lecture5 - Lecture 5: The Hash Function Daniel Frances c...

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Lecture 5: The Hash Function Daniel Frances c ± 2012 Contents 1 Hash functions 2 1
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1 Hash functions Suppose a company needs to store, and randomly access 100,000 Visa card numbers. Each visa number is a 16 digit code. How much storage is required? To randomly access each number we would need an array large enough to accommodate all possible 10 17 - 1 10 17 entries. Even if we stored 1 byte in each entry of the array we would need 10 17 bytes = 10 14 Kbytes = 10 11 Mb = 10 8 Gb. A lot of storage! The basis for the idea of a hash function is that of all possible 10 17 numbers we are only using 100,000 numbers, a very small percentage of the array. To be precise 10 5 10 - 17 10 2 = 10 - 10 percent of the entries! Perhaps we could manage with a much smaller array, say of 100,000 numbers, if we could somehow minimize the chances of storing more than one Visa number in the same location of the smaller array. We don’t have to rule out the possibility that more than one Visa number will refer to the same location of the smaller array. If that were to happen, i.e. if we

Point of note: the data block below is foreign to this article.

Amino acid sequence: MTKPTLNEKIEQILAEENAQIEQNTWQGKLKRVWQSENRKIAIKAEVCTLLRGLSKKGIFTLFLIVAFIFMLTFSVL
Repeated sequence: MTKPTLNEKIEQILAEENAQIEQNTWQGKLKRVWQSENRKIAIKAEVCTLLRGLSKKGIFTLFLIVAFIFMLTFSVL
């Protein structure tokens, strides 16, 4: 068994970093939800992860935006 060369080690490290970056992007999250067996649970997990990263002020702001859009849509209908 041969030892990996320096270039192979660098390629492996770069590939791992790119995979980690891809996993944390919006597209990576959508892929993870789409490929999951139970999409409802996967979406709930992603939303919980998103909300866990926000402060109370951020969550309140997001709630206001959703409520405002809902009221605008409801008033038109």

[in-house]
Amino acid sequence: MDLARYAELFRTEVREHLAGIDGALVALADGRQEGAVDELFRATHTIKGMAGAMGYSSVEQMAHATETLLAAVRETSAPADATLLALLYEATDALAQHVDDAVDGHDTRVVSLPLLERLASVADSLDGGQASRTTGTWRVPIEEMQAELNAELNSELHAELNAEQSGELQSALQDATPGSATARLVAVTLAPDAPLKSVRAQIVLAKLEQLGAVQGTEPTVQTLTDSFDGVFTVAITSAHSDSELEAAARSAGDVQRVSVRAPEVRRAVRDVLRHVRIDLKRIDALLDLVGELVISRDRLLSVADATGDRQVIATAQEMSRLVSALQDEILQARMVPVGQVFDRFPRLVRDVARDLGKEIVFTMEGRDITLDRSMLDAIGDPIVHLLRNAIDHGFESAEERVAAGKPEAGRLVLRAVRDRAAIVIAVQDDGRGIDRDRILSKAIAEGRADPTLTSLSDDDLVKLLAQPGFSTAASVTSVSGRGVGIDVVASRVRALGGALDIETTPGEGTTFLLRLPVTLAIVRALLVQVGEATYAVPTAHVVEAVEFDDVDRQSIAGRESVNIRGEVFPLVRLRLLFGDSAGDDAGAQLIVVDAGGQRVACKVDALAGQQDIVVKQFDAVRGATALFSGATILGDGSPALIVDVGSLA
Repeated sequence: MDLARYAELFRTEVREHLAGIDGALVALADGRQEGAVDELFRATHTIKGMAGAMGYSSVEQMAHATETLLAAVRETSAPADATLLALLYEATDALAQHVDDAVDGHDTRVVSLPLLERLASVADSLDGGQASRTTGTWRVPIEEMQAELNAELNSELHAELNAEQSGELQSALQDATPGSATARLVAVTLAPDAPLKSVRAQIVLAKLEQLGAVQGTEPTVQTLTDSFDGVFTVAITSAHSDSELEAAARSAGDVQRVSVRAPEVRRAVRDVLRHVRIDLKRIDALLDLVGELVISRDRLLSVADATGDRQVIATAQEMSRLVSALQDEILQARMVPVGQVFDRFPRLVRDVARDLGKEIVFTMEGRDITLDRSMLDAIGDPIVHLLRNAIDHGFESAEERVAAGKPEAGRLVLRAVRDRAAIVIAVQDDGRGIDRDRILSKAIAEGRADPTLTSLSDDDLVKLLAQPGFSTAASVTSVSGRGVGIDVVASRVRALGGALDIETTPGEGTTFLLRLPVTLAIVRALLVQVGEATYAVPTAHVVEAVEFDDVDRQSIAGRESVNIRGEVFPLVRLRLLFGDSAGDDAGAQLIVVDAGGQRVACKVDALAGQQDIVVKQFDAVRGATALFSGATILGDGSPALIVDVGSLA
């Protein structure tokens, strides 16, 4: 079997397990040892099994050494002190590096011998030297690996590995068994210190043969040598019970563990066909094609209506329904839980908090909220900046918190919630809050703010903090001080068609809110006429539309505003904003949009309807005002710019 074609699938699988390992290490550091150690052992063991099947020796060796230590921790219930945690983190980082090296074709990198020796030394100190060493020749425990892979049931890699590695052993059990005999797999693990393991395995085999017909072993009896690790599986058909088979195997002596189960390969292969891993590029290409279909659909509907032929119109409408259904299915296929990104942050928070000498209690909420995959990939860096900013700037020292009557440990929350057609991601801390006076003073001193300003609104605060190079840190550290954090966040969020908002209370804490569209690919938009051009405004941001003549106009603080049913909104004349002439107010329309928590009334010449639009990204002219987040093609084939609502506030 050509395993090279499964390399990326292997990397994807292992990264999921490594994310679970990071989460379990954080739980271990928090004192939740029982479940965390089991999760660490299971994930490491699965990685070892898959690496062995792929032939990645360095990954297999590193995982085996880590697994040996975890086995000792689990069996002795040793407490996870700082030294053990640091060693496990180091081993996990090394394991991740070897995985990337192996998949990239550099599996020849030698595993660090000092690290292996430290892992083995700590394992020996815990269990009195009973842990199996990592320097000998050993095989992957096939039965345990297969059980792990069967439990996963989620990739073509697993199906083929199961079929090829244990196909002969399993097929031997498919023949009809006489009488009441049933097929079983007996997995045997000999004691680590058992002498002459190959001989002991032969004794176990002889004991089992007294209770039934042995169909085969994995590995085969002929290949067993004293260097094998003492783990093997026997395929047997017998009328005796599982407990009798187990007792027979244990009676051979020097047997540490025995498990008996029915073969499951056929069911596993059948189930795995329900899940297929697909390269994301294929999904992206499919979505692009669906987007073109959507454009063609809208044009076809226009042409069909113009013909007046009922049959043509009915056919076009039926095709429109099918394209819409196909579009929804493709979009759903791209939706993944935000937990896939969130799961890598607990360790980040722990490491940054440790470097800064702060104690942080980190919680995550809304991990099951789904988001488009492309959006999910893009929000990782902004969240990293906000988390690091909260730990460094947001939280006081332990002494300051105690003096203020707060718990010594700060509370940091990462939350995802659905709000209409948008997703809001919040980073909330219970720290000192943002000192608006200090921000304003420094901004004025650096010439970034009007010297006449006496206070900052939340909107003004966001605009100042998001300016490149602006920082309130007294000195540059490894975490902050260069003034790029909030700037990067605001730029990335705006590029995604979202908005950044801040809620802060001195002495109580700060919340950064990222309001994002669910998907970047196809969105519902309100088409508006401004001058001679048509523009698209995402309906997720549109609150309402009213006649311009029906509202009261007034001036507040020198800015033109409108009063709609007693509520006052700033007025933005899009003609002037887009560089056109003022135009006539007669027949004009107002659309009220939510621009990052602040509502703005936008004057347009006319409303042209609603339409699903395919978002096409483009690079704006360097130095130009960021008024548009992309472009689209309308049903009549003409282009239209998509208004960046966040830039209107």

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This note was uploaded on 03/31/2012 for the course MIE 335 taught by Professor Frances during the Spring '12 term at University of Toronto- Toronto.

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lecture5 - Lecture 5: The Hash Function Daniel Frances c...

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